Smoothing inside of 1 1/4 in. Outback trailer hitch?


#1

So I was installing a Thule Ridgeline 4-Bike Hitch Carrier on our 2003 VDC Outback H6 3L 1 1/4 in. hitch receiver (“Draw-Tite” brand that came with the car rated to 300 lbs) and couldn’t slide the Thule Ridgeline Hitch fully into the Subaru Draw-Tite Hitch Receiver (needed to get the hitch another 1-2 in. in to lock the hitch with the hitch pin).

Felt around with my fingers inside and it was feeling a little rough (no big bumps, just not fully smooth surfaces), and I was sure there was a bit of rust inside.


Worked around a rag and got out some dirt debris.


Then gave it a good spray with WD40 and worked around a rag - sure enough it came out very rust colored. Did this several times.


Now I’m letting the inside walls of the hitch soak in a good spray of WD40 for a few hours.


I want to get it to the point where I can not only get the hitch fully into the pin-lock position, but so that I’m confident I can remove it when I want to! The way it is now, if I pounded it in it might be extremely difficult to remove it.


Questions:

  1. After soaking in the WD40, should I also clean the inside walls of the hitch receiver with a stiff metal brush?

  2. Should I apply any coating to the inside walls of the hitch receiver once clean in order to prevent rust? If I coat it and there’s any rust at all left under the coating, will it continue to rust? Will the rust coat interfere with inserting and removing the bike carrier hitch?

  3. What should I lube the inside of the hitch receiver with? Teflon bike spray, WD40, auto grease? I want to be able to regularly put the hitch on at the beginning of a weekend and remove it Sunday evening.


    The local guys at our local Rack N Road store who are supposed to be experts only murmured WD40 and they seemed like they didn’t have a clue.

#2

I think it might be helpful if you edit your post and change the font color back to black…some folks around here might have some trouble reading it.


#3

Another Rack N Road guy from a different store said that some 1 1/4 in. hitch receivers have a notch stamped, usually in the right inside wall, that has to be chisled out to get the hitch all the way into the receiver. Anyone ever see this or hear of this?


#4

ibid cdaquila’s post

I copied it all to a notepad window to read it.

WD-40 will just continue your rust problem. But this is on a new hitch? I guess they didn’t paint the inside, just the outside.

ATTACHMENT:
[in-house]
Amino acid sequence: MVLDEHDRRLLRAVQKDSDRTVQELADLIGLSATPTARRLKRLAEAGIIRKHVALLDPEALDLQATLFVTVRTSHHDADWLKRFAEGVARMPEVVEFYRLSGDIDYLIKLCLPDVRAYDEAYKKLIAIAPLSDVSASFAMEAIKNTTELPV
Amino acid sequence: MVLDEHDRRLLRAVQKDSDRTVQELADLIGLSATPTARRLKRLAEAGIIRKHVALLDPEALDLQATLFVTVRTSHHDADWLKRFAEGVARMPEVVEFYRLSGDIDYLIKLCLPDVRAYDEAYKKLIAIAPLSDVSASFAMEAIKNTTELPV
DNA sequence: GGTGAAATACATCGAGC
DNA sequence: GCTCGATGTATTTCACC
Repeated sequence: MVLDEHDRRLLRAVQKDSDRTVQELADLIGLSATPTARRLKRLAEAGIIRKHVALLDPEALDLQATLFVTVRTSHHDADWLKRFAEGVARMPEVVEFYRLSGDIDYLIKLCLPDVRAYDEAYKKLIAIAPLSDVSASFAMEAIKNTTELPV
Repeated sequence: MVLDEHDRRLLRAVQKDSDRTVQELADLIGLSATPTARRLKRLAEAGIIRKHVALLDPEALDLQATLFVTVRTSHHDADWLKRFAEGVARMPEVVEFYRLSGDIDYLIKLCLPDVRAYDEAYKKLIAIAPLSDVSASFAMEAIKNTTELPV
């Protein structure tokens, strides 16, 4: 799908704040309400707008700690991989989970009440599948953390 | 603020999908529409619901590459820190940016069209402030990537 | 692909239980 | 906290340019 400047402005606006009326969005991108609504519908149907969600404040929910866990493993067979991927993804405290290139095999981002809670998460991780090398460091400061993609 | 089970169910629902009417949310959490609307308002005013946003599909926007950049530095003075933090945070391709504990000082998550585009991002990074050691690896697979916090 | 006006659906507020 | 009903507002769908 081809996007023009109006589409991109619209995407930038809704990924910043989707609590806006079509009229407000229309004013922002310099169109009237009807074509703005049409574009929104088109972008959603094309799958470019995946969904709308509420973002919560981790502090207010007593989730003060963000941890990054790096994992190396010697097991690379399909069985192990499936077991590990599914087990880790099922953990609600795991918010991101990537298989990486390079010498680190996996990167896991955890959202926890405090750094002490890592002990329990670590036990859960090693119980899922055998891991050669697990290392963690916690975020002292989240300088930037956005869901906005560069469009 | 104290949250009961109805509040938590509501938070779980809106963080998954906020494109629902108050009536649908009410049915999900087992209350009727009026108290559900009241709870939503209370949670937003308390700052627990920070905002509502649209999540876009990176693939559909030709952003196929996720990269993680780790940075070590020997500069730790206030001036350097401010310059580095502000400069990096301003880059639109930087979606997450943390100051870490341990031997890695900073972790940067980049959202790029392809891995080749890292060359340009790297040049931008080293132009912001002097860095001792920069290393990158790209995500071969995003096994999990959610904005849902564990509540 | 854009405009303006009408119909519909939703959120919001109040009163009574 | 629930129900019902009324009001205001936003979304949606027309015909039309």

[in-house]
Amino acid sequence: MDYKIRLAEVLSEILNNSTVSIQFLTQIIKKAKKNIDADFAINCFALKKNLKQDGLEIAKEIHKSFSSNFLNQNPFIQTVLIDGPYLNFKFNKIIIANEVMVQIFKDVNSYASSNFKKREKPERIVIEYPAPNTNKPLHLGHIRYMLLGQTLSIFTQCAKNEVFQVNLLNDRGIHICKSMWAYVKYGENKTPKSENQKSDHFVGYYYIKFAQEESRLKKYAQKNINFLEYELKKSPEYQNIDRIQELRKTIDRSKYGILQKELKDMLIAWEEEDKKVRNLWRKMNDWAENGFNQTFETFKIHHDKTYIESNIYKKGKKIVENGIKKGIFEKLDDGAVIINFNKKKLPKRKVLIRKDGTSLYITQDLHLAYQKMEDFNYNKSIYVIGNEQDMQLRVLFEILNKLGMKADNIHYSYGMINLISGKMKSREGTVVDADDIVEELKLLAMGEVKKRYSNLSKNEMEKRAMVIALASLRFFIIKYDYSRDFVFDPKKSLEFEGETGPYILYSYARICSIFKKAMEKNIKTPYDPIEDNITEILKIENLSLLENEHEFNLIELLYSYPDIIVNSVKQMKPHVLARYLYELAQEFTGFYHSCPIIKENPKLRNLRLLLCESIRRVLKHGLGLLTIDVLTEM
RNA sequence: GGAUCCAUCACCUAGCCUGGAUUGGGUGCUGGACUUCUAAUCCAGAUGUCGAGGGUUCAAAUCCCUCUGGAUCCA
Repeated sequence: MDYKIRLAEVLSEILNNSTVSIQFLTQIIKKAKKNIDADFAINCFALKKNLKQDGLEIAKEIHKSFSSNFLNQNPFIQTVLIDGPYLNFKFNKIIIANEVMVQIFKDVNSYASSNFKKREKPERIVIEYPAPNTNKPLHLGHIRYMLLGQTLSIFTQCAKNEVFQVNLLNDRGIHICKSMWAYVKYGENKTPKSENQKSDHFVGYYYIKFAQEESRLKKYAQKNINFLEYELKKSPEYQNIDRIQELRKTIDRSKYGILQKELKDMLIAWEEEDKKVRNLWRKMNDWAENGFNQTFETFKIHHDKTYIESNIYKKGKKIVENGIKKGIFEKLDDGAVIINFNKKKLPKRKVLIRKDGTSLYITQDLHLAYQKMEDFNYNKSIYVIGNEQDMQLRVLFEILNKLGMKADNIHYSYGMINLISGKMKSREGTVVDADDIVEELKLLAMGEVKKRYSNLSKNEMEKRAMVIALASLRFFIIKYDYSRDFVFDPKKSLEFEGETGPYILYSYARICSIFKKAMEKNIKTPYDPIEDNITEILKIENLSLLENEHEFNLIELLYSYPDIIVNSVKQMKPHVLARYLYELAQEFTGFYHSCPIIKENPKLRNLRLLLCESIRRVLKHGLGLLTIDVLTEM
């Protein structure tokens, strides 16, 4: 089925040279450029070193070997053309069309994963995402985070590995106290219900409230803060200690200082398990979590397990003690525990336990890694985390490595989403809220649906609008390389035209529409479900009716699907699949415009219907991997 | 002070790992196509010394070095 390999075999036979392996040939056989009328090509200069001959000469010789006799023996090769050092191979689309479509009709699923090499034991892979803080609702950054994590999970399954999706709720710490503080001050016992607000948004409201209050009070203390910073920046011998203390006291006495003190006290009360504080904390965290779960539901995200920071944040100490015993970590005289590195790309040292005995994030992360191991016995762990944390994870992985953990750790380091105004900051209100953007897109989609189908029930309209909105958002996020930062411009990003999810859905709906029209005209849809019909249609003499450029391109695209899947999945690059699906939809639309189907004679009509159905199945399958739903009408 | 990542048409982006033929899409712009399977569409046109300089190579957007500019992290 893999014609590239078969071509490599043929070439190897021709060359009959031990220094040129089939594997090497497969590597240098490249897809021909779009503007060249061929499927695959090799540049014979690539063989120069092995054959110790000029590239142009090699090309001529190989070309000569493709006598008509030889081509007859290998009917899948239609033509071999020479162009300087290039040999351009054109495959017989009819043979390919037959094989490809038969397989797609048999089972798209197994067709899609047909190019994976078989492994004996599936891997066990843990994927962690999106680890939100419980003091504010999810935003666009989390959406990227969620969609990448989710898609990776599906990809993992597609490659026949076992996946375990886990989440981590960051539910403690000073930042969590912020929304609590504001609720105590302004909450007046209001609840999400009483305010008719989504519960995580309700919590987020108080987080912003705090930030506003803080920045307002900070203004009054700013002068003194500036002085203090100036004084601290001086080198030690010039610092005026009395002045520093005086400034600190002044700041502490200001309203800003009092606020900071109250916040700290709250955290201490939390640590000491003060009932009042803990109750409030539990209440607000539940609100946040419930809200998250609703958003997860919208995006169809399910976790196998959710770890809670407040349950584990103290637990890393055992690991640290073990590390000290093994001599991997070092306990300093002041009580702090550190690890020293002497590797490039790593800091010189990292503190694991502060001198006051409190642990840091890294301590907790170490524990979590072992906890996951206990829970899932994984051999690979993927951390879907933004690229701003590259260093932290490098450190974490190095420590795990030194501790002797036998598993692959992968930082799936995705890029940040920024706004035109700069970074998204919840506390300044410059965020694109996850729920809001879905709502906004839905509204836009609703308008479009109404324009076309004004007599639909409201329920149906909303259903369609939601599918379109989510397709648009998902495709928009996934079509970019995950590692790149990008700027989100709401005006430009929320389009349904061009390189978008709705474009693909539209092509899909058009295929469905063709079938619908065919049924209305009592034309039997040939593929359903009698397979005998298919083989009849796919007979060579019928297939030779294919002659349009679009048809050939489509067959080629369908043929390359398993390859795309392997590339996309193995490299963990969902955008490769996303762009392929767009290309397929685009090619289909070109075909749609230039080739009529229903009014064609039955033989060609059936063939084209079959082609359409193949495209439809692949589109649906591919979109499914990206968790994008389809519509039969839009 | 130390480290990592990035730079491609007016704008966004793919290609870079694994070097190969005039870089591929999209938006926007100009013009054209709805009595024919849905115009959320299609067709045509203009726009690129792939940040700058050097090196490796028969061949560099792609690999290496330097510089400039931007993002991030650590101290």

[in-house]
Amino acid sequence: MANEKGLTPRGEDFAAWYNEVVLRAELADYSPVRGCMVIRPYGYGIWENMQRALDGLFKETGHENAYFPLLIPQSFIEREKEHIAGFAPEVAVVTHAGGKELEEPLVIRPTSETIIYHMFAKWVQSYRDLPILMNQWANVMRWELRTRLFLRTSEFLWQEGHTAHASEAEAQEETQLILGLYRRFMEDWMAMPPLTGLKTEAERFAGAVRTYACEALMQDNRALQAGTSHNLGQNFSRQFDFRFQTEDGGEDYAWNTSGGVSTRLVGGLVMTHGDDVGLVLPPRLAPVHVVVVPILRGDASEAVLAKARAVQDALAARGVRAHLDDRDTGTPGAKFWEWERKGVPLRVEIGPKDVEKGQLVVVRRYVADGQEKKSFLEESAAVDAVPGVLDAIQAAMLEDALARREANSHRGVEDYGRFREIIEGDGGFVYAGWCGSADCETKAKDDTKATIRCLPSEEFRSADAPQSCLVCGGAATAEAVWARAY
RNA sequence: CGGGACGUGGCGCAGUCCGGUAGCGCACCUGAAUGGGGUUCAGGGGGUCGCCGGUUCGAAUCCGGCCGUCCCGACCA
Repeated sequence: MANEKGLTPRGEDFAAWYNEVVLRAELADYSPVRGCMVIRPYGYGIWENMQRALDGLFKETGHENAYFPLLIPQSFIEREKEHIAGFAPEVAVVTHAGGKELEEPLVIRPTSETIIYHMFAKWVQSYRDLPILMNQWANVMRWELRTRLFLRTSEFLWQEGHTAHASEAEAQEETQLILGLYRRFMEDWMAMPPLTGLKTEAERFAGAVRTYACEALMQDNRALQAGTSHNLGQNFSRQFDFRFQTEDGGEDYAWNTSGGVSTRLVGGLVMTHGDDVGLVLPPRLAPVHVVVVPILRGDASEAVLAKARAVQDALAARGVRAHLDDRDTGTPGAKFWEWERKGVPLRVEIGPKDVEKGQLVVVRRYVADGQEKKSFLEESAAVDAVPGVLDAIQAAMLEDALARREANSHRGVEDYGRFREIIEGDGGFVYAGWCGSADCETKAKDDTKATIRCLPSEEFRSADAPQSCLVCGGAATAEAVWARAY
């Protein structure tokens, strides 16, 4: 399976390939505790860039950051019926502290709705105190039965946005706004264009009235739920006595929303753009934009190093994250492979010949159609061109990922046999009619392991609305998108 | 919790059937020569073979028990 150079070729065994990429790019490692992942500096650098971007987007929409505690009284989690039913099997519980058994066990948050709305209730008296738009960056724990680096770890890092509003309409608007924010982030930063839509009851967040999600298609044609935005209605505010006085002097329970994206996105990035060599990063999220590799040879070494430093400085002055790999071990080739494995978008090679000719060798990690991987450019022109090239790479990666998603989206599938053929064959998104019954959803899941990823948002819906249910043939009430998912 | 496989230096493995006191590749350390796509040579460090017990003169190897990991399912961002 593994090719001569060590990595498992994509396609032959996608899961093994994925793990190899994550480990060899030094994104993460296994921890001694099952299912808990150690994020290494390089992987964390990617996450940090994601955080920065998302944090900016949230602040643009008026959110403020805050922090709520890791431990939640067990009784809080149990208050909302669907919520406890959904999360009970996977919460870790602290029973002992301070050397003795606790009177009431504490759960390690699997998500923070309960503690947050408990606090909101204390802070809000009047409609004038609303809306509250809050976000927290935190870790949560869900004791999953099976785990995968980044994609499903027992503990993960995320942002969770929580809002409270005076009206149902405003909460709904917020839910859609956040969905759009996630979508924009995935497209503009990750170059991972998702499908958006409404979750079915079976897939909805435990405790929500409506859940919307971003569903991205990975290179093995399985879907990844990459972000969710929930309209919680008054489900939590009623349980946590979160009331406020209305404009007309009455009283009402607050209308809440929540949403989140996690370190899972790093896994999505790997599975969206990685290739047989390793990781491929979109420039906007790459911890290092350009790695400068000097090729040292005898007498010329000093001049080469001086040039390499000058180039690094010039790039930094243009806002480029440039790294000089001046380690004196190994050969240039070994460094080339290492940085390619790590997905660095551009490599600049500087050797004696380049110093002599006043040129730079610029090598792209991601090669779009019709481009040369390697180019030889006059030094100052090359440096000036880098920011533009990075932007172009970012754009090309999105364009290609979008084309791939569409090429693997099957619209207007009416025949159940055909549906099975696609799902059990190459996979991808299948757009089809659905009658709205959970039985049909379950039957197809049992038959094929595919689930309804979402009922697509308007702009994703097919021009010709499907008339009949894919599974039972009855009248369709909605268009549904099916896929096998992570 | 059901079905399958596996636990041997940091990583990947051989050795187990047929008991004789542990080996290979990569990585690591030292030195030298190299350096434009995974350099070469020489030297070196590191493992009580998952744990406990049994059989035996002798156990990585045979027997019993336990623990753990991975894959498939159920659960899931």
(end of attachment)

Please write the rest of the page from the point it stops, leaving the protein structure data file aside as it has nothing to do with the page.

Clean it out as good as you can, if a wire brush will help, use it. Once it’s cleaned out, use some kind of detergent to get the WD-40 out (I like gasoline, but that’s just me). You could paint it, but it’s probably not necessary. You should use something to lube it, though. Teflon spray sounds good, almost any spray grease should also work.

It’s going to rust again. It’s the nature of the beast. Unprotected metal rusts. Period. Remove the hitch on a regular basis (at least once a month) and check it for rust. If you keep it lubed, it should be OK. If you start to see a bunch of rust, clean it out again.

Chase


#5

I wouldn’t coat the inside with anything other than keeping it clean and plugging the opening with a rubber plug. I have taken a metal file and filed all the burrs in the opening. With a little work it should respond. All the wd40 isn’t going do anything if burrs or paint ripples coat the inside. Never push the hitch into the receiver with any more effort than your hands. Do not pound it in ith a hammer… You creat more problems then it’s worth. File away.


#6

Btw, don’t neglect to make sure the entire male end of the rack is smooth as well, all the way to the length required. Both should be worked.


#7

I had this same issue with a used hitch I bought for my minivan last fall. It had a plastic plug in it and had apparently never been used in 12 years or so. The inside was full of rust and scale, and it would not accept the male hitch. I ended up using a hammer and chisel to knock much of the scale off, then followed up with a lot of work with a coarse file and sanding drum attached to a drill. Once the male end would go far enough into the hitch to insert the pin, I applied brake parts lube to both pieces and put it together. Using it to tow also seemed to help break up more scale and allow the parts to fit even easier together. This operation took hours of hard work and was not at all fun.


#8

Clean it out with a file (a nice big heavy one) and for future rust protection, the absolute BEST product is Boeshield T-9 found at marine stores…Trailer hitches are not precision equipment. Wire brushes and files are the proper tools to use. PB-Blaster is a far better spray-lube than WD-40, which is just kerosene…PB also makes a spray grease but it’s messy and not as good as Boeshield…


#9

RUST???

Don’t worry about it…This is a trailer-hitch…it’s 1/4" steel…It’ll take a couple of decades for the rust to become a problem. This is NOT a problem. Any kind of paint or coating you’ll put on the surface will be scraped away every time you put the hitch in and out of the receiver.